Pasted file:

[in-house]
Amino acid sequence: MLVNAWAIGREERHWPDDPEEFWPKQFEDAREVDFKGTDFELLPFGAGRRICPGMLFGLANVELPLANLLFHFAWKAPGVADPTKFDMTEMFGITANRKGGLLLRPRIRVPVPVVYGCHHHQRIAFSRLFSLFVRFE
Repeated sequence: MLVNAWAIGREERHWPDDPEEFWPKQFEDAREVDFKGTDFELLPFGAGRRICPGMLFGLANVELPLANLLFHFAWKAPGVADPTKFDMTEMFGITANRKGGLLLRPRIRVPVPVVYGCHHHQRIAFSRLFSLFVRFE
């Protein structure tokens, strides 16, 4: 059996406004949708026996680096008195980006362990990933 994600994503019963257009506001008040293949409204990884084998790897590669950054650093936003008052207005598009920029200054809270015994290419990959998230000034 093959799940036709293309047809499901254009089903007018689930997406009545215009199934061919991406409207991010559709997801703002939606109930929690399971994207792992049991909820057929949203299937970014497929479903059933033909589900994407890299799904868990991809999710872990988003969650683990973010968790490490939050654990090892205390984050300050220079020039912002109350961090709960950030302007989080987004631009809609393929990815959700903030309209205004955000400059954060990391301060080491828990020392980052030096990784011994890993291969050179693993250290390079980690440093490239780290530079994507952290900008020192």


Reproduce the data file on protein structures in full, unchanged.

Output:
[in-house]
Amino acid sequence: MLVNAWAIGREERHWPDDPEEFWPKQFEDAREVDFKGTDFELLPFGAGRRICPGMLFGLANVELPLANLLFHFAWKAPGVADPTKFDMTEMFGITANRKGGLLLRPRIRVPVPVVYGCHHHQRIAFSRLFSLFVRFE
Repeated sequence: MLVNAWAIGREERHWPDDPEEFWPKQFEDAREVDFKGTDFELLPFGAGRRICPGMLFGLANVELPLANLLFHFAWKAPGVADPTKFDMTEMFGITANRKGGLLLRPRIRVPVPVVYGCHHHQRIAFSRLFSLFVRFE
């Protein structure tokens, strides 16, 4: 059996406004949708026996680096008195980006362990990933 994600994503019963257009506001008040293949409204990884084998790897590669950054650093936003008052207005598009920029200054809270015994290419990959998230000034 093959799940036709293309047809499901254009089903007018689930997406009545215009199934061919991406409207991010559709997801703002939606109930929690399971994207792992049991909820057929949203299937970014497929479903059933033909589900994407890299799904868990991809999710872990988003969650683990973010968790490490939050654990090892205390984050300050220079020039912002109350961090709960950030302007989080987004631009809609393929990815959700903030309209205004955000400059954060990391301060080491828990020392980052030096990784011994890993291969050179693993250290390079980690440093490239780290530079994507952290900008020192």